Happy days are here again… the new iPhone is out!
An uncharacteristic hush descended on my local Starbucks today as a wave of envy swept through the coffee-house.
As if in unison, covetous coffee drinkers looked up from their Pumpkin Spice Lattes to cast a green eye in the direction of scruffy looking dude as he sauntered into Starbucks sporting a new iPhone 6 plus.
Fresh from the front lines of the Apple store he was no ordinary dude-he was a seasoned veteran of the grueling wait. Eight solid hours surrounded by Task Rabbiters and hi fiving homeless men paid to stand in line at the chance a new iPhone.
Mission accomplished, he now waited on line at Starbucks, smiling like a cat who had swallowed a canary as he proudly took a selfie with his bigger, better, newer 5.5 inch screen.
Suddenly glancing down at my measly, now oh-so-obsolete 4 inch iPhone 5, I felt that wave of all-American envy wash over me.
Keeping Up With the Jones
Despite job reductions, massive layoffs and the fact that unemployment lines rival the long lines snaking outside Apple stores across the nation, millions are lining up to be the first of their friends to get that newest iPhone and be the envy of others.
The American dream promise of upward mobility may now seem unattainable, but a quick fix of envy is not in short supply.
Envy has long fueled the economy and is one of the oldest tricks in advertising.
Used to great effect in the 1930s ( another period of marked income inequality) Packard Automobiles ran a series of ads that played on these desires.
We love being envied and having the trappings, appearances and prestige of wealth without being actually being so.
Long associated with wealth and prestige, Packard had established itself as the countries leading luxury car manufacturer.
However by the 1930s, Cadillac surpassed Packard as the premium luxury car in America, and Packard decided to diversify by producing a more affordable model- the One Twenty which increased their sales. Thus they could attract “value seekers” who wanted the prestige of driving a luxury car.
Here We Are Envying
In this 1937 ad for Packard, we meet the Dillers. Down in the dumps, Mr. Diller explains to the reader : “Did we envy the Dexters in their new Packard? The honest answer is …yes! Emphatically, yes!”
We had always wanted a Packard. We felt we’d almost give our good right arms to be sitting there like the Dexters, heads in the clouds with people saying ‘Hmm. They sure must be making good.’
“Then we got to thinking,” Mr Diller explains. “I made as much as Ed Dexter. If he could afford a Packard, why couldn’t I? Well, why couldn’t I? …So we marched down to the Packard showroom to look at the new Packard 120.”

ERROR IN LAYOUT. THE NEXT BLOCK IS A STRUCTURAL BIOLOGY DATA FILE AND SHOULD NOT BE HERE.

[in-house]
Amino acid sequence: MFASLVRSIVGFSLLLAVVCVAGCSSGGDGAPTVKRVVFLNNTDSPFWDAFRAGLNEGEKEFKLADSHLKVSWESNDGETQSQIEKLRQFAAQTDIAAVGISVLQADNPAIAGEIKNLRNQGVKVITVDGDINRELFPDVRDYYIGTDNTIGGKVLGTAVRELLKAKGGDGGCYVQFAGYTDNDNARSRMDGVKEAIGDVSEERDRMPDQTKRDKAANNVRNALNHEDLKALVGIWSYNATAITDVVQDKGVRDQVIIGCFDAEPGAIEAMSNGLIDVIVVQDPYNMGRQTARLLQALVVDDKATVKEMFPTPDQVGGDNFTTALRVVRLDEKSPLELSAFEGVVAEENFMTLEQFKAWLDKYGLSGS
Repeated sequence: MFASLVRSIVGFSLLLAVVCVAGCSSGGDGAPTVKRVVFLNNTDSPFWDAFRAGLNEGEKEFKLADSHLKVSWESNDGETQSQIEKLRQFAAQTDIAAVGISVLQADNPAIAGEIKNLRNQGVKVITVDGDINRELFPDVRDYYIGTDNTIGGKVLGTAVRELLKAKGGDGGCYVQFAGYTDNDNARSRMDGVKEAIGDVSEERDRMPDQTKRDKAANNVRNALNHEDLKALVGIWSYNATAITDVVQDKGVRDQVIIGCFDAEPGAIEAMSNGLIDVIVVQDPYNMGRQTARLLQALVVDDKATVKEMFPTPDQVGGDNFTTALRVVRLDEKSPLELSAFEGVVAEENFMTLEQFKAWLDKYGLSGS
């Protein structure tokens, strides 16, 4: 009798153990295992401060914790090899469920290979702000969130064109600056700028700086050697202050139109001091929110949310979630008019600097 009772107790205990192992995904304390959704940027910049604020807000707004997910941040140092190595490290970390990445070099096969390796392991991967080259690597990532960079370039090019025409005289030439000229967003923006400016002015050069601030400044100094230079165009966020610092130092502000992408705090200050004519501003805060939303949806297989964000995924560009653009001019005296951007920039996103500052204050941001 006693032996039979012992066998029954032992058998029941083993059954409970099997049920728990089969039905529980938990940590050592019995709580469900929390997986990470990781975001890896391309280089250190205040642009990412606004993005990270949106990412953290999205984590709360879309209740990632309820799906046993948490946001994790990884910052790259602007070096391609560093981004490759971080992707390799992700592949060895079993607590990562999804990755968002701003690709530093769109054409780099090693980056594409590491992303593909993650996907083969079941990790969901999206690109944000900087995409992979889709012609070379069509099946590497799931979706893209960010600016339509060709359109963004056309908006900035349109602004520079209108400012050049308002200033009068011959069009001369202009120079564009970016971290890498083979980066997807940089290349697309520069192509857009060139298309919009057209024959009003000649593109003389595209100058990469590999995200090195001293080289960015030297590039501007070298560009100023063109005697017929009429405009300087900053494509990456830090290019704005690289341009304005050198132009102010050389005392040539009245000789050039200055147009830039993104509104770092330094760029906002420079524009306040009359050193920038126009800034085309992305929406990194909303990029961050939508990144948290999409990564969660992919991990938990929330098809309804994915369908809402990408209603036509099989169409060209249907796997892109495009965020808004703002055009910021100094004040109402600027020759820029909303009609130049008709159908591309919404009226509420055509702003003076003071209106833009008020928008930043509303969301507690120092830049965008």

Here we are Being Envied
“And as a result, we ‘re no longer on the outside envying. We’re on the inside being envied,” Mr Diller announces proudly.
“We found out the new Packard was ours for only $35 a month. You can’t imagine the kick we’re getting out of owning and driving a Packard.”
“We’re as thrilled as a couple of kids. And we’re telling our friends to get wise…to learn how easy it is now the be the man who owns one.”
A Second-Best Life
Another Packard ad in this series introduces us to Tom and Jane Lambston who laments her lost dreams and their second best life.
“The whole thing started when we were celebrating. our wedding anniversary,” Jane explains to the reader. ‘By the way, young man,’ she says to her husband, ‘what ever happened to all our dreams, and hopes and ambitions? Where are all the fine things we were going to have? Can it be true that we’ve become content with second bests’? ” Jane lets out a deep sigh.
“Shortly, our little party at an end, we went out to our car to drive home.”
“Looking at our car,” Jane continues wistfully, “we were reminded of what we had said when we were married; ‘And some day…we’ll own a Packard !’ “Our car was a take-you-there-and-bring-you-back kind of car,” Jane shrugs.”But it was no Packard!”
“Yes, we remembered our wedding day hopes,” Jane explains to the reader. “We decided it was not good for young couple to become content with the second best things in life. And we made up our minds right then that by golly, we would have our Packard! ”
“Next day we marched down to Packard showroom!”
“So today- we own our Packard!”she exclaims proudly.
“And life is fuller and richer because of that Packard.”
“Imagination? she asks. “Perhaps. Psychological? Maybe.”
“But our pride in our Packard is deeper than the usual new-car pride.”
“We like to be seen in it!” she says honestly.” And because driving is a thrill again we’re out more, enlarging our world and our horizons, having fun again.”
“Yes we have our Packard –our dreams has come true.”
© Sally Edelstein and Envisioning The American Dream, 2014. Unauthorized use and/or duplication of this material without express and written permission from this blog’s author and/or owner is strictly prohibited. Excerpts and links may be used, provided that full and clear credit is given to Sally Edelstein and Envisioning The American Dream with appropriate and specific direction to the original content.